Recently Published Article – “Palmprint Identification Using Image Reconstruction Based Double DBNs”

Journal: The Open Cybernetics & Systemics Journal

Author(s): Xin Pan, Dandan Zhao, Tong Chen, Jiangping Liu, Zhihong Yu, Heru Xue



A novel approach of palmprint recognition using image reconstruction based on double DBNs (IR-DDBN) was proposed in this study, as principal component analysis (PCA) ignores the higher order statistics in feature extraction. Three main steps were involved in the algorithm. Firstly, whitening PCA was utilized to extract the prominent characteristics of the original palmprint image. The second step included reconstructing the original image and calculating the residual image for the residual features between the original and reconstructed images. Finally, the double DBNs were used for classification. The experimental results demonstrated better performance of the proposed algorithm by comparing with the traditional algorithms (PCA, LBP, HOG and DBN) with higher recognition rates, especially for relatively small training samples.

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Recently Published Article – “From Macro to Microscopic Trip Generation: Representing Heterogeneous Travel Behavior”

Journal: The Open Transportation Journal

Author(s): Rolf Moeckel, Leta Huntsinger, Rick Donnelly




In four-step travel demand models, average trip generation rates are traditionally applied to static household type definitions. In reality, however, trip generation is more heterogeneous with some households making no trips and other households making more than a dozen trips, even if they are of the same household type.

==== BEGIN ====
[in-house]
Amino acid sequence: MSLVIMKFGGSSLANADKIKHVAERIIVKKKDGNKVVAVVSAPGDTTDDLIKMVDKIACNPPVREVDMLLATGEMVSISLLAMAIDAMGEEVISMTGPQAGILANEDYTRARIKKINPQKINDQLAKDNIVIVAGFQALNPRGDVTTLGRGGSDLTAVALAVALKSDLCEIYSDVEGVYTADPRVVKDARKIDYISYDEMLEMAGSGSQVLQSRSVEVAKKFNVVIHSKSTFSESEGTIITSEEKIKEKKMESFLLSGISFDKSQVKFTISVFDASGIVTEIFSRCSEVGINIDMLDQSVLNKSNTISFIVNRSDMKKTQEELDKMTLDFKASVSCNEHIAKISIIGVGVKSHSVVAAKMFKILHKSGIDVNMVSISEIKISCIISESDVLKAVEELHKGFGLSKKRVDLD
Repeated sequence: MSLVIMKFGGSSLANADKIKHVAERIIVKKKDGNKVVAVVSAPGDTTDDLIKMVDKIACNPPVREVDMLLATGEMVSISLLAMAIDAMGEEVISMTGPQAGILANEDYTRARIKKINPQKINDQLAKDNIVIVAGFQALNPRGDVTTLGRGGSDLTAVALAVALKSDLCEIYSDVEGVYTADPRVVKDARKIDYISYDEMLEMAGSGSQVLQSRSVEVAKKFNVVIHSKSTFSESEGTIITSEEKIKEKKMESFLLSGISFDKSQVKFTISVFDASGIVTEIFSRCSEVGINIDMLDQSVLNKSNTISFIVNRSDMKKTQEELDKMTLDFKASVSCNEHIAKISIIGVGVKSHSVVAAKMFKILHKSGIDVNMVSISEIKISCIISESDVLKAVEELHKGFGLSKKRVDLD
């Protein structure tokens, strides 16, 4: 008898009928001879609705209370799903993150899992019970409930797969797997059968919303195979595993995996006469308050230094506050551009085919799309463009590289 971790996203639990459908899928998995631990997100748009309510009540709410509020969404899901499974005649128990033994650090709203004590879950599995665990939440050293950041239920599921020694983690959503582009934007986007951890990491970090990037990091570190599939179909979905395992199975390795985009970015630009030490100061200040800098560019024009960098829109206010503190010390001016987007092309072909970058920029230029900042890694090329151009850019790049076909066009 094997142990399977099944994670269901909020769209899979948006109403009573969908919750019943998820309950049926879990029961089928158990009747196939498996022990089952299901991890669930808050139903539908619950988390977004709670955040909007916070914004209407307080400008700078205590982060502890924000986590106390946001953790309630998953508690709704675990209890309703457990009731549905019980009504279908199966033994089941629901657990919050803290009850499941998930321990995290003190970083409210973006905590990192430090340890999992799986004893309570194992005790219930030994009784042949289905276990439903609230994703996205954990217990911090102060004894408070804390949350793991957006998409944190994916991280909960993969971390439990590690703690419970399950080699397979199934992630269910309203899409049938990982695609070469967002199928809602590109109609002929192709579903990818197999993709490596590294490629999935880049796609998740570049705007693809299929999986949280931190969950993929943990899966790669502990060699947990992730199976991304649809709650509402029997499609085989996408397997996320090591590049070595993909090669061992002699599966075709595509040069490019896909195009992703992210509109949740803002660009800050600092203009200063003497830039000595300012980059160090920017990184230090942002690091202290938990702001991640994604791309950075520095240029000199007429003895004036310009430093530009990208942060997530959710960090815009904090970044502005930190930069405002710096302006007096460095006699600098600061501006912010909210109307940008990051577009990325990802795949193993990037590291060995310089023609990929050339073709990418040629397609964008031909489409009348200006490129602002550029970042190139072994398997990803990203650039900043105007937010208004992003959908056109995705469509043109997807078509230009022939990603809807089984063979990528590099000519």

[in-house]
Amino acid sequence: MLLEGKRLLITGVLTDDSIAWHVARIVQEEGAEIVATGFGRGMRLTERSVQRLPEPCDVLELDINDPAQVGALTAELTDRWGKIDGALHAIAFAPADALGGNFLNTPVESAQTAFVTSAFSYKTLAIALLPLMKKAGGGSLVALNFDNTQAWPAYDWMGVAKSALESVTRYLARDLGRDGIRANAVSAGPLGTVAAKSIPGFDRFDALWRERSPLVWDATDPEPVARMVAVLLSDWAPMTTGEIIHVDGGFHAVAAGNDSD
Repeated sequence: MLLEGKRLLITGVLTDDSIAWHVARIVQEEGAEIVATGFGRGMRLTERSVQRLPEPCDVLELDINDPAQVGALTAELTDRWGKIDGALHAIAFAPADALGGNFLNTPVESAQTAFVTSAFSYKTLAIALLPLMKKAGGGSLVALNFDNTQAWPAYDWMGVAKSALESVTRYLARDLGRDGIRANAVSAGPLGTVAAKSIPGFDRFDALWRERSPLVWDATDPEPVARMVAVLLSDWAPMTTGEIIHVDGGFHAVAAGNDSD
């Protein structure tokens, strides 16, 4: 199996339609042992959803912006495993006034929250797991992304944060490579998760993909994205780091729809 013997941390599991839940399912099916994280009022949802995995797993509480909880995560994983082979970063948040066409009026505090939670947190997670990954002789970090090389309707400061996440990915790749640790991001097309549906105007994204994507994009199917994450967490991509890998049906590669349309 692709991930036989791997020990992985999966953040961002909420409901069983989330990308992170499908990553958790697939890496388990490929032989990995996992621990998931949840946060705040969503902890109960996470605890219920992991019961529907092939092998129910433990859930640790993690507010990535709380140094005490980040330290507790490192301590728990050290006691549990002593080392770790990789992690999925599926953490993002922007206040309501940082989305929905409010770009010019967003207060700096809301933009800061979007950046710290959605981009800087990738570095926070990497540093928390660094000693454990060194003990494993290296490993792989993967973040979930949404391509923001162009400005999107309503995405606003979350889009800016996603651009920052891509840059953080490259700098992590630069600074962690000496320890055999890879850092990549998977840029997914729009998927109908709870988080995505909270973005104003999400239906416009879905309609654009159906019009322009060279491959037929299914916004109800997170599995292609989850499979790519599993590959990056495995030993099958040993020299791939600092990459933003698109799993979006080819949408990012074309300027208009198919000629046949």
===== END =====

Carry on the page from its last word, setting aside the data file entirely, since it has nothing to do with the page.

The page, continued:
This paper aims at improving trip-generation methods without jumping all the way to an activity-based model, which is a very costly form of modeling travel demand both in terms of development and computer processing time.


Two fundamental improvements in trip generation are presented in this paper. First, the definition of household types, which traditionally is based on professional judgment rather than science, is revised to optimally reflect trip generation differences between the household types. For this purpose, over 67 million definitions of household types were analyzed econometrically in a Big-Data exercise. Secondly, a microscopic trip generation module was developed that specifies trip generation individually for every household.


This new module allows representing the heterogeneity in trip generation found in reality, with the ability to maintain all household attributes for subsequent models. Even though the following steps in a trip-based model used in this research remained unchanged, the model was improved by using microscopic trip generation. Mode-specific constants were reduced by 9%, and the Root Mean Square Error of the assignment validation improved by 7%.

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Recently Published Article – “Features of Maternal HIV-1 Associated with Lack of Vertical Transmission”

Journal: The Open Virology Journal

Author(s): Nafees Ahmad, Aamir N. Ahmad, Shahid N. Ahmad